Amanda: The automotive industry has afforded me so much. And, I can’t stress that enough. I don’t have a college education. I am a single mother. I’m a divorcee. I was a softball player. I had an opportunity to go to Florida A&M on a full-ride scholarship. And, a couple of months before graduation due to some family issues, I dropped out of high school. And forever, that decision haunted me. Until about two years ago actually. I had, ever since I was 13, issues with alcohol and drug abuse. And, I was offered a second chance of life November of 2018. I got sober and I haven’t had a drink or drug ever since. I lived the fast life. The car business is also known for having some crazy people working in it because again, you don’t need a degree to make six-figures. You don’t really need any experience in the car business. You can just jump right in and make a lot of money. And, I decided to change my life seriously based around my substance abuse issues almost 3 years ago. And, it forever changed my life. I’m not the same person I used to be. Dropping out of high school, not even out of college, but dropping out of high school for crying out loud. And, then getting my GED. And, then going in and out of college because it wasn’t for lack of being smart enough, it was just for lack of discipline. And for lack of guidance. And for lack of having stability due to some of my addictions. I can’t stress enough that don’t count yourself out. I had a disease that needed to be handled before I could even step into my power. To the women who have dropped out of school, or have faced abusive relationships, who have faced divorce, who have faced being a single mom, there is a way out. This second chance means the world to me. And, I don’t want to squander it. I want women to know my past so that the women who are out there who are going through the same thing, know that they can overcome and they can be successful, whatever that looks like for them. I had to give up who I was to become who I am.

What changes would you like to see in the auto industry?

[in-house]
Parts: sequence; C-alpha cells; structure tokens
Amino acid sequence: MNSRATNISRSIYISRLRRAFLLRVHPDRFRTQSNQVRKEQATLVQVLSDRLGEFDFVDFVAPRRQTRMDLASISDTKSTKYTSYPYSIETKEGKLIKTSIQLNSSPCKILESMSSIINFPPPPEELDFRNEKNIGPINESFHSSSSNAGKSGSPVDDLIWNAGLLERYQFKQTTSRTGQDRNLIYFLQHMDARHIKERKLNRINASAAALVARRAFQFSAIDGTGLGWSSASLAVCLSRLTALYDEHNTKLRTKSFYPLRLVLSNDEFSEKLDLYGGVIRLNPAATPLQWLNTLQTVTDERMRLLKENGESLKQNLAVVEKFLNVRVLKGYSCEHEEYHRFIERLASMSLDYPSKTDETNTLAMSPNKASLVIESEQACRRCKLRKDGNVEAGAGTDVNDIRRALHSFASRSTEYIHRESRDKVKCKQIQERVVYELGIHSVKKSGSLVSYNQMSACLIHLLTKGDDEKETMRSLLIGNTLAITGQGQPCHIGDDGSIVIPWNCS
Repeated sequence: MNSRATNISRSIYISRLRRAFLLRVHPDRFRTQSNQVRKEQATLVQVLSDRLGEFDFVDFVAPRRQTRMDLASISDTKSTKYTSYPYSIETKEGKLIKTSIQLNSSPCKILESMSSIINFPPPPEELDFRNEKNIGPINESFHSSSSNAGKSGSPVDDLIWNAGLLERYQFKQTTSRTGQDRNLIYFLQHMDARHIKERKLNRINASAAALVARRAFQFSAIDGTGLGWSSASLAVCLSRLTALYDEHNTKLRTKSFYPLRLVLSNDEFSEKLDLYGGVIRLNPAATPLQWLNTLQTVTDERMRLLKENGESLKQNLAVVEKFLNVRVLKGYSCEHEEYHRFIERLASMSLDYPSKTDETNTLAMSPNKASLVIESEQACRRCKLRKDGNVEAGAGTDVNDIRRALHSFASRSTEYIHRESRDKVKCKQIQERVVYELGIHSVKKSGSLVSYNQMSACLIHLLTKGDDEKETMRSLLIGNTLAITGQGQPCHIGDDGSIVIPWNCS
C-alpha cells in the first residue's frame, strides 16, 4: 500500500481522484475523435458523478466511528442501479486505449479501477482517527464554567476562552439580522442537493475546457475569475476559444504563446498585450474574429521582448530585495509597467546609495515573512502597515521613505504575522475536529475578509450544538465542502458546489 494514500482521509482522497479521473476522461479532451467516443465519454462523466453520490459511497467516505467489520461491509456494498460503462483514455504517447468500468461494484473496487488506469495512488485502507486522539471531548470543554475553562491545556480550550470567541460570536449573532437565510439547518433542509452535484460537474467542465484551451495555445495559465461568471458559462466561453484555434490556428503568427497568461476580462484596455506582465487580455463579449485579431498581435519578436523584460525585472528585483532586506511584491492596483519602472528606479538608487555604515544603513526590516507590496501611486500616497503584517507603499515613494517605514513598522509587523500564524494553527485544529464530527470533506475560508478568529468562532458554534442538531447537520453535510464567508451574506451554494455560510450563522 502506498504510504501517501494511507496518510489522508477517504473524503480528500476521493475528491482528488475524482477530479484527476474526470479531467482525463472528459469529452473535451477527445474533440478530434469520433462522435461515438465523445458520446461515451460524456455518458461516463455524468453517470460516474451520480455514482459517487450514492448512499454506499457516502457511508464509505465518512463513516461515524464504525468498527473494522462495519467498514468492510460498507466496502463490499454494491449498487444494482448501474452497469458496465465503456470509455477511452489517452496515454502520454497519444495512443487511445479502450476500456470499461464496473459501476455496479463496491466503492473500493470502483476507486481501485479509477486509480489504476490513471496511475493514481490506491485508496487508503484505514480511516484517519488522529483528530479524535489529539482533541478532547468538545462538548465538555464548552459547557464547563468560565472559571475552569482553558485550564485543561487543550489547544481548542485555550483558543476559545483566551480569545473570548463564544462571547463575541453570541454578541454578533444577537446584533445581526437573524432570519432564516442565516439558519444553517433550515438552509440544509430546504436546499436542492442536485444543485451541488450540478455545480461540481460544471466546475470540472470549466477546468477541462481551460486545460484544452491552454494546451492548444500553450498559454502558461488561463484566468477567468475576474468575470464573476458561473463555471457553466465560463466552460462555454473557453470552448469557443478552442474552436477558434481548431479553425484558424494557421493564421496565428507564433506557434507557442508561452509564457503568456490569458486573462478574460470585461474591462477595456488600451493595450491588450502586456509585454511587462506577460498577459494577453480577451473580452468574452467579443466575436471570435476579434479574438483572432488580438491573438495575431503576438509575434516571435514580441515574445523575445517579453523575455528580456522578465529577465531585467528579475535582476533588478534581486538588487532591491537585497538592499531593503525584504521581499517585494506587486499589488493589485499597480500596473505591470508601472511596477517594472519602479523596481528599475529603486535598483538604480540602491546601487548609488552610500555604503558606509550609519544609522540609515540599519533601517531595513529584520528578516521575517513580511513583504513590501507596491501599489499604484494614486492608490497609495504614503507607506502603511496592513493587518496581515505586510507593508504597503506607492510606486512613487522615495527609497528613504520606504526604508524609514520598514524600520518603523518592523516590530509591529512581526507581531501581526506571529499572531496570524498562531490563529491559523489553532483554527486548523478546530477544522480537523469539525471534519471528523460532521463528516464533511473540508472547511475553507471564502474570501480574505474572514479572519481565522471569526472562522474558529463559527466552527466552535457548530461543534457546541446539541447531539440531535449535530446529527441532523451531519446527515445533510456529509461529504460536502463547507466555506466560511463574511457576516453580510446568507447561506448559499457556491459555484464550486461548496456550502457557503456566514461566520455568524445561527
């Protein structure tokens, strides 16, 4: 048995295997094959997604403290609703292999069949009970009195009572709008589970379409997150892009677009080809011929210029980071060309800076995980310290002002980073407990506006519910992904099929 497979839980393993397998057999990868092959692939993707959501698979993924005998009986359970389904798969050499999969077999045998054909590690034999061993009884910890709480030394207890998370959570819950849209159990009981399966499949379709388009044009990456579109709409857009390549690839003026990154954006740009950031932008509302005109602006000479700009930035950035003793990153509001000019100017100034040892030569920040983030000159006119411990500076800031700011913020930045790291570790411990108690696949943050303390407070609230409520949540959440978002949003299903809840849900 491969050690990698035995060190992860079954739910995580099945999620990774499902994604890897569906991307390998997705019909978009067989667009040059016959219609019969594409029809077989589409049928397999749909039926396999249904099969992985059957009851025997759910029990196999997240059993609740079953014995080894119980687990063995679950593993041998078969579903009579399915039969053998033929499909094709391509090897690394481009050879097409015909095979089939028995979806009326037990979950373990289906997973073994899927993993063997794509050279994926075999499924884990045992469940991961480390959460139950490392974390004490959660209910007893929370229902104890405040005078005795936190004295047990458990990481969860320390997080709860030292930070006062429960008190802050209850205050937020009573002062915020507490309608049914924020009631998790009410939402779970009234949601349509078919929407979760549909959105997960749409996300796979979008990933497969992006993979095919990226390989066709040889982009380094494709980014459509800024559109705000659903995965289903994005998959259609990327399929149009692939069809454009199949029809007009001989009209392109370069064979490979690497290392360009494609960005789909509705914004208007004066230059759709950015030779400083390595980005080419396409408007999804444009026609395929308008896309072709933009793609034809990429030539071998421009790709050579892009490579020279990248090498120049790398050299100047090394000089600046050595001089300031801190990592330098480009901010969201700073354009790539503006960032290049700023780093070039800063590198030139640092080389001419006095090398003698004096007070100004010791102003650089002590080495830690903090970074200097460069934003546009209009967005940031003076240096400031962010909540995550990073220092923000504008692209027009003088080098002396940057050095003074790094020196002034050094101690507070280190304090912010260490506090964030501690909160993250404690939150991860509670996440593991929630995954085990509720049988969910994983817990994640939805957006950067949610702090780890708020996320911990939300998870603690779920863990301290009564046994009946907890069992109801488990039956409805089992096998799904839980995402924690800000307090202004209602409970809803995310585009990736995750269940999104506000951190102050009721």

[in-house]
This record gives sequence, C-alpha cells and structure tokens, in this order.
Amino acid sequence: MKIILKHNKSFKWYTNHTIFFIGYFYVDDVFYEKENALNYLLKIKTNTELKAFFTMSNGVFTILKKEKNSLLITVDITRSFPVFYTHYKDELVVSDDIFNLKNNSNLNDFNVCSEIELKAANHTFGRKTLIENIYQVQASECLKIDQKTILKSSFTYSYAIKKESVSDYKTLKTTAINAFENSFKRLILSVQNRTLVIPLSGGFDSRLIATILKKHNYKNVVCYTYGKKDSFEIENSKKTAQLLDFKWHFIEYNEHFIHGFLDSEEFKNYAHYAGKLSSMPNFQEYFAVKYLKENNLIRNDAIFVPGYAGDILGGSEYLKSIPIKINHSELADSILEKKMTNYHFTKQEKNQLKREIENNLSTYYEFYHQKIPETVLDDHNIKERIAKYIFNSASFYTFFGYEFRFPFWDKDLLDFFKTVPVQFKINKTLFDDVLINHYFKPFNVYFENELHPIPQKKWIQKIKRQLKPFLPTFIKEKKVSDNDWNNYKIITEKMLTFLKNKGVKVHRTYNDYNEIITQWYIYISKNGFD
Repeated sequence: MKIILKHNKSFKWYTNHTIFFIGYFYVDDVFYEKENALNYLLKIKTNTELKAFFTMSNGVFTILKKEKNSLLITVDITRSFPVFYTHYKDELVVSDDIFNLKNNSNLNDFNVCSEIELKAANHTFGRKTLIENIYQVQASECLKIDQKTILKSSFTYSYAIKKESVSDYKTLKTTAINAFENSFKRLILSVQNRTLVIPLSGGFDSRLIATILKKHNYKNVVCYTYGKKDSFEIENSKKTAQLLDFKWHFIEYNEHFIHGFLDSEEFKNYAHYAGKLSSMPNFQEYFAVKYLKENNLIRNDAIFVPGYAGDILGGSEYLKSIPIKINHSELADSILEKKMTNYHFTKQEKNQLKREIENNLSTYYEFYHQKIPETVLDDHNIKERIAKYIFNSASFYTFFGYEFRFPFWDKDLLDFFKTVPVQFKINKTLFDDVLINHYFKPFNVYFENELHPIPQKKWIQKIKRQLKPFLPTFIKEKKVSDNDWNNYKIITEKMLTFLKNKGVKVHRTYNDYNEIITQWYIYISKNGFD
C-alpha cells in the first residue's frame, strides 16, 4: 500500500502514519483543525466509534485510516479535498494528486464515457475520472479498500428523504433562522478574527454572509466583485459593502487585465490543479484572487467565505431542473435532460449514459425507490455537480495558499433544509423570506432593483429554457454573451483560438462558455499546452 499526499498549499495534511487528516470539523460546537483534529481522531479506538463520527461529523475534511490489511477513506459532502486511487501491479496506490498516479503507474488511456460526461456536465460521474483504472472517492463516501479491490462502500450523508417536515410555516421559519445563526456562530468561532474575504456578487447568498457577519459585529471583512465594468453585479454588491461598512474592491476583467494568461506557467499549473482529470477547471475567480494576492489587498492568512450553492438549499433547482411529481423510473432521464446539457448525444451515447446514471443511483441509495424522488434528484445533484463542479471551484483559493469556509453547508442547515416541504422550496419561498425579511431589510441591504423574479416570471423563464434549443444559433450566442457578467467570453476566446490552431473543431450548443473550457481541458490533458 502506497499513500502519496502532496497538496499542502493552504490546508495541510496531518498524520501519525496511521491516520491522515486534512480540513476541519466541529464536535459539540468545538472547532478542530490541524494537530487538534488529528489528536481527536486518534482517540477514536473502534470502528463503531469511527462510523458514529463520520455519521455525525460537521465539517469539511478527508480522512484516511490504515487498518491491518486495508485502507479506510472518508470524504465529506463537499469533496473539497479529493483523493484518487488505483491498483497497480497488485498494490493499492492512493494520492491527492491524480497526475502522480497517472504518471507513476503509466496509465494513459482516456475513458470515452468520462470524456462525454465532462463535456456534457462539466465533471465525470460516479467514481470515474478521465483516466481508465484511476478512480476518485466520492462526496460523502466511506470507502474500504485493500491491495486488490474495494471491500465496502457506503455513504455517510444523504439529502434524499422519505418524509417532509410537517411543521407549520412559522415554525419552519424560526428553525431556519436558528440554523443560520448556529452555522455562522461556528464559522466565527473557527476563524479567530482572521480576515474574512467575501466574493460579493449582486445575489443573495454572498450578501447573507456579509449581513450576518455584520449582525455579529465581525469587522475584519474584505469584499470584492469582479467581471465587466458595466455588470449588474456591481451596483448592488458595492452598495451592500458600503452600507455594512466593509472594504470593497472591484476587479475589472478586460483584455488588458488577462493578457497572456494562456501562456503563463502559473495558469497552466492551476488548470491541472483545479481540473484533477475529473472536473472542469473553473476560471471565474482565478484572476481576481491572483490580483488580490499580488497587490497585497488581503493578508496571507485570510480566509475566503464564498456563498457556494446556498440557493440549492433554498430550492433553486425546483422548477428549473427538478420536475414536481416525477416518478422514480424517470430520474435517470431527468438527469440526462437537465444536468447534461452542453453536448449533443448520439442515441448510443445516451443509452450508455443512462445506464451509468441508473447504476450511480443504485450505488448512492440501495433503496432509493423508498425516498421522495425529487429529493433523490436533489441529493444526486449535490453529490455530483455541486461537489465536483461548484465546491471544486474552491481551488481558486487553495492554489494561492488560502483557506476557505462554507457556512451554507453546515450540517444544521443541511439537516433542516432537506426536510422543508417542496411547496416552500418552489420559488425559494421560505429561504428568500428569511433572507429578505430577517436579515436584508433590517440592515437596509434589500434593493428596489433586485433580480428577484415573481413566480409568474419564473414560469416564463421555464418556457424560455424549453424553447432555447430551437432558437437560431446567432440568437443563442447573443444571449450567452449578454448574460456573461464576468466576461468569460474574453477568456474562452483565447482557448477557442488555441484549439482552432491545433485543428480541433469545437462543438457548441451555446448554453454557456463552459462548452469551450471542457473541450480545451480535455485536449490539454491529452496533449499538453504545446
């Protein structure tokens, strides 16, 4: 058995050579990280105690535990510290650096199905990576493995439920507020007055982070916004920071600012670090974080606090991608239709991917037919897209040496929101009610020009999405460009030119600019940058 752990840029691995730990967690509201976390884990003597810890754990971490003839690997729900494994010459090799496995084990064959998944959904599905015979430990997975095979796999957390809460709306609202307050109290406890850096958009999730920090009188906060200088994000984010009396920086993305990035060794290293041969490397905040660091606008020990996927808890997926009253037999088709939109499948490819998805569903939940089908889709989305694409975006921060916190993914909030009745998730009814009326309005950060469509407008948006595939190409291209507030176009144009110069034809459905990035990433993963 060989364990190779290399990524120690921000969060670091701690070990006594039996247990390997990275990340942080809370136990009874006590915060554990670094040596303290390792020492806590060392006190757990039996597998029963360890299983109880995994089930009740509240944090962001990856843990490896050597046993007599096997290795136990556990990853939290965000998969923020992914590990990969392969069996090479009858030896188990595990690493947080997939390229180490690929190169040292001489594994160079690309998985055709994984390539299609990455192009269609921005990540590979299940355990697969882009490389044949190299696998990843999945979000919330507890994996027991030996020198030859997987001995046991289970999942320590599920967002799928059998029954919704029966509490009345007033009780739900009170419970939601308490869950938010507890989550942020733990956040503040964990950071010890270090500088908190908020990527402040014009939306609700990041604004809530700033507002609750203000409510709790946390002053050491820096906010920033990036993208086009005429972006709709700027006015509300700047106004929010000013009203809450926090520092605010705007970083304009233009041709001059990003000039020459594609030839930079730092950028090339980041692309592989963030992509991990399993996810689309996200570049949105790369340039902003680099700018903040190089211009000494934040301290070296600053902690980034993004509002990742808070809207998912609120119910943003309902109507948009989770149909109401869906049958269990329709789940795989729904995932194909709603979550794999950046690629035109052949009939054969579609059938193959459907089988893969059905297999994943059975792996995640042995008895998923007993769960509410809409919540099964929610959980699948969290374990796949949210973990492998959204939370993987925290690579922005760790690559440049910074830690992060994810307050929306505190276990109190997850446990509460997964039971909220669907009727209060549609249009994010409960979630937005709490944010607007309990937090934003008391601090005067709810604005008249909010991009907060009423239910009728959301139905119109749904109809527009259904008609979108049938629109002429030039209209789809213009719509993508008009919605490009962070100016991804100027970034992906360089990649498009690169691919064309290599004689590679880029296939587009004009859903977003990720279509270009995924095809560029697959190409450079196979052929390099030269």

Amanda: The problem is how the process has been for so many years. It hasn’t changed. Because, the people sitting at the table hasn’t changed. The people running the industries hasn’t changed. So, we need to change the dynamic, the diversity, the look, the feel, the face, the walk, the talk of the people who are sitting at the table so that we have more examples, we have more opinions, and we can really change the way this industry is portrayed. But, we do that through action, right? We have to walk the walk. We can’t just say we’re going to do better. We have to actually do it. And, it starts one customer at a time. When you ask our customers and you read our reviews, what was different about GoJo, the first thing they say is everything, from the moment you walk in, to the staff, to the way we follow up after the sale. Because, we still care about you when you leave off the lot. We’re different. In my 19 years of being in this industry, I’ve seen it done right. I’ve seen it done wrong. I don’t want to reinvent the wheel. I just want to change the experience. The industry is so dynamic. And, I love it. It’s been so lucrative for me. It’s been so fun. It has made me the woman that I am today. But, there are some changes that need to be made. And, it’s time we address that. Especially, if we want to attract the next generation. They do things differently. They have different expectations. And we need to cater to their expectations, not our own. Because, at the end of the day, the consumer writes our paycheck. I don’t write my paycheck. If I don’t have any customers, I don’t make any money. So, it behooves me to pay attention to what they’re saying. And, they’re saying they want a faster process. They’re saying they don’t want to be ignored. Women make 85% of the buying decisions in the household. It’s time we pay attention to the female buyer and cater to them. Not just in the sales process, but also to the way these cars are being designed. From where they put the mirrors and the lights and the window controls. They don’t make room for our nails. It’s just little simple things that from the engineering of these cars to the process of selling these cars, it’s time we start listening to who’s buying these cars and really paying attention. And, when we start doing that I also think by doing that we can also attract an interesting and unique sales force so that we can cater to that crowd. Because, our sales force should be as unique as our buyers. It should be as diverse as our buyers. And, it starts with having unique faces that are sitting at the table. If you can’t be it, you can’t see it. We’re also attracting more women into the industry because it’s also been known as a male-dominated space. By a female sitting at the head of the table, representation matters. I tend to attract more women into the automotive space. My staff is 80% female. And, it gives women an opportunity to be successful in an area that they might not have considered previously. When you walk into our dealership it feels like a home.  It feels like a living room.  It doesn’t feel like a dealership. That’s by design.